How carbon rationing works
- An authority independent of government sets a total carbon emissions budget (the "cap") for the country each year, which is decreased each year in a series of downward steps.
- A proportion of the carbon budget is shared free of charge as an equal "carbon credit" (or ration) for each citizen on an electronic swipe "carbon card" which would be use to debit from your individual carbon credit balance each time you paid for household gas and electricity, petrol and air tickets. If people do not use all their credits, they can sell them to people whose lifestyle is more carbon dependent. For individuals, carbon rationing would operate as a parallel currency: when purchasing high-carbon goods (energy and private travel) a proportion of carbon currency would be surrendered at the point of sale. For minor amounts of energy embedded in commodities purchased such as food and personal services, the carbon ration will already have been paid for by the company, and its cost built into the end price for the consumer.
- If a person lacks the carbon credits to cover a purchase or is an overseas visitor without a carbon credit, he or she could buy on the "spot" market at the point of sale, just as pay-as-you-go mobile-phone users top up their credit in order to make a call.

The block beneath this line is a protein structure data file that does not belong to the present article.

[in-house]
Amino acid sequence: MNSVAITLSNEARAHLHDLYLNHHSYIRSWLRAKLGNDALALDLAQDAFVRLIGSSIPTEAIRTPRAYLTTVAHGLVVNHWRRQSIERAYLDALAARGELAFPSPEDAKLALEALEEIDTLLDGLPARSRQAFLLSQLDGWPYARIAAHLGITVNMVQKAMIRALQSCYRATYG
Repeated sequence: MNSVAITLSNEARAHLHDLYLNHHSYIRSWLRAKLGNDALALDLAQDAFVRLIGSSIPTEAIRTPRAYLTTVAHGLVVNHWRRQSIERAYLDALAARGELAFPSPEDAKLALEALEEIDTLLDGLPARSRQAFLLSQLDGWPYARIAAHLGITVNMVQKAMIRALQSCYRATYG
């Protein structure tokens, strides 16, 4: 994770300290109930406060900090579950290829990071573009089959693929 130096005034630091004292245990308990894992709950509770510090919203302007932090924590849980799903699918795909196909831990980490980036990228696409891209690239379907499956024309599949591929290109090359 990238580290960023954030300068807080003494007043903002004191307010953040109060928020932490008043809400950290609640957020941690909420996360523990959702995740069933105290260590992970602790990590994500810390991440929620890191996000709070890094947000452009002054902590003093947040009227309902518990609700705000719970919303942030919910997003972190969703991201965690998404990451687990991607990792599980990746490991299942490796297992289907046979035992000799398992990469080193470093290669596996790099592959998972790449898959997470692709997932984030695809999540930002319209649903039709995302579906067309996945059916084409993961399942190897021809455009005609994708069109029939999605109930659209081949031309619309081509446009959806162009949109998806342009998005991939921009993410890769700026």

- The balance not made available to households for energy and transport emissions would be auctioned to business and government in a market where the price would rise and falls such that the business and government demand for carbon emissions would not exceed the budget target for business carbon emissions.
- The change would be rapid and effective: when one's money and carbon budget are added together, suddenly renewable electricity would be cheaper than coal-fired power, everyone would want solar hot water and better insulated houses, the madness of excessive use of private cars would be rationalised, stores and offices would be lit by natural light and skylights rather than floods of lights. We might even slow down a little and reduce our madly stressed lives, planning our movements for the day before we leave home. We would be more likely to consume what we need, rather than what we want.
- Because both individuals and businesses can trade their carbon credit within the overall national carbon emission target, there is a financial incentive to switch rapidly to low-cardon technologies and for for low-carbon innovation. If a new invention needs less of your ration, it will become more attractive. If having household solar hot water or panels allows you to cash in your unused ration, they become not just affordable, but desirable. Business has an incentive to make long-term, low-cardon investment decisions. And it is driven by the market.